Less than seven months after its launch, on December 25 last year, the James Webb Space Telescope (JWST) provided a preview of the services that it is expected to provide over the next 10 or 20 years. Released between July 11 and 12, the first images from the largest, most expensive, and most powerful telescope ever produced impress due to the sharpness and richness of the details. They are also examples of what will be the main research topics pursued with the help of the Webb telescope, a US$10 billion mega project with a troubled history (see Pesquisa FAPESP issue nº 310).
The first celestial image caught by the telescope was “the deepest infrared image of the distant Universe ever produced,” according to material published by the North American Space Agency (NASA), the main funding authority of the Webb. Strictly speaking, it is a combination of several images at different wavelengths obtained over 12.5 hours of observation. It represents the conformation of the SMACS 0723 cluster of galaxies around 4.6 billion years ago. The JWST observes the Cosmos primarily in infrared frequencies, which are not visible to the naked eye.
Besides this image of the cluster, images of three other formations were also released: the NGC 3324 region in the Carina Nebula, which is a star nursery; a group of galaxies that form Stephan’s Quintet; and rings of dust and gas surrounding a star at the end of its life, the planetary nebula NGC 3132. The telescope’s team also released data about the chemical composition of the atmosphere of an exoplanet, WASP-96 B.
“The quality of the disclosed material is unprecedented, from which an enormous amount of information is still to be extracted,” comments astrophysicist Rogemar Riffel, from the Federal University of Santa Maria (UFSM), in Rio Grande do Sul, who is coordinating a project that will use the Webb telescope between April and July 2023 to observe molecular hydrogen (H2) winds surrounding black holes in relatively close galaxies.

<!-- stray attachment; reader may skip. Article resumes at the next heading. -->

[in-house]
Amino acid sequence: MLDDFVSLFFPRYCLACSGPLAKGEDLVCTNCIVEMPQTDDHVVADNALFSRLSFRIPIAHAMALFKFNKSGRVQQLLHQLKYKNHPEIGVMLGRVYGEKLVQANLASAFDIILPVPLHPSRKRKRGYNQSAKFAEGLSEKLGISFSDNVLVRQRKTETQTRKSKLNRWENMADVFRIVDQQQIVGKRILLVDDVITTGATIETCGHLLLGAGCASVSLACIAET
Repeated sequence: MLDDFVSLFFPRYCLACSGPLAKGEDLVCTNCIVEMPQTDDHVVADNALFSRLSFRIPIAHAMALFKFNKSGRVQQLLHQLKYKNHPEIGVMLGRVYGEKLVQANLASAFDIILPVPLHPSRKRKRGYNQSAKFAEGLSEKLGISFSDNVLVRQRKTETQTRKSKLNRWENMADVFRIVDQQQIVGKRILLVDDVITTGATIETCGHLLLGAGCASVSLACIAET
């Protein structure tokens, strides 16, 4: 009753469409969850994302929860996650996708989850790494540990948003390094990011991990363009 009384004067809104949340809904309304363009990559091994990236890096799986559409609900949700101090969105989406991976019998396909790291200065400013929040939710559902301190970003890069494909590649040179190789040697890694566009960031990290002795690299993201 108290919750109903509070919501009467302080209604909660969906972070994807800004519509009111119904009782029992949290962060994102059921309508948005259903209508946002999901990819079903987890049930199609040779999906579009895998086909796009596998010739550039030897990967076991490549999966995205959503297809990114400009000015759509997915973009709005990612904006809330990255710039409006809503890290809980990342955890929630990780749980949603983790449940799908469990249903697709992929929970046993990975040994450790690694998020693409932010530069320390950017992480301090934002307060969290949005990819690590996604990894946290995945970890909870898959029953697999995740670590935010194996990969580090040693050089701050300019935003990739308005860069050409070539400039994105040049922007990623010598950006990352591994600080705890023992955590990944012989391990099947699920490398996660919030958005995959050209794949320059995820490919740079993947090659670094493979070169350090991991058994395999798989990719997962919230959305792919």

“The images are spectacular in several ways. For science, they provide details of the structure of objects as never seen before,” says Brazilian astrophysicist Will Rocha, who is currently on a postdoctoral fellowship at the University of Leiden, in the Netherlands. “They also represent feats of technology. The telescope’s instruments have high spatial resolution with the ability to separate the elements in a molecular cloud (amid the gas and dust), and high sensitivity, which enables dimly lit objects to be observed.” Rocha is coordinating a project that will use the Webb telescope from April 2023 to observe the chemical composition of six stars being born.
According to Dutch astrophysicist Roderik Overzier, from the National Observatory (ON) in Rio de Janeiro, who commands another project with reserved observation time on the telescope, the Webb telescope is working as well or even better than expected. “These first images were mainly chosen for the great visual appeal,” says Overzier. “But the true scientific discoveries will probably be made based on small flashes of light, no larger than a few pixels.” It’s wait and see.Republish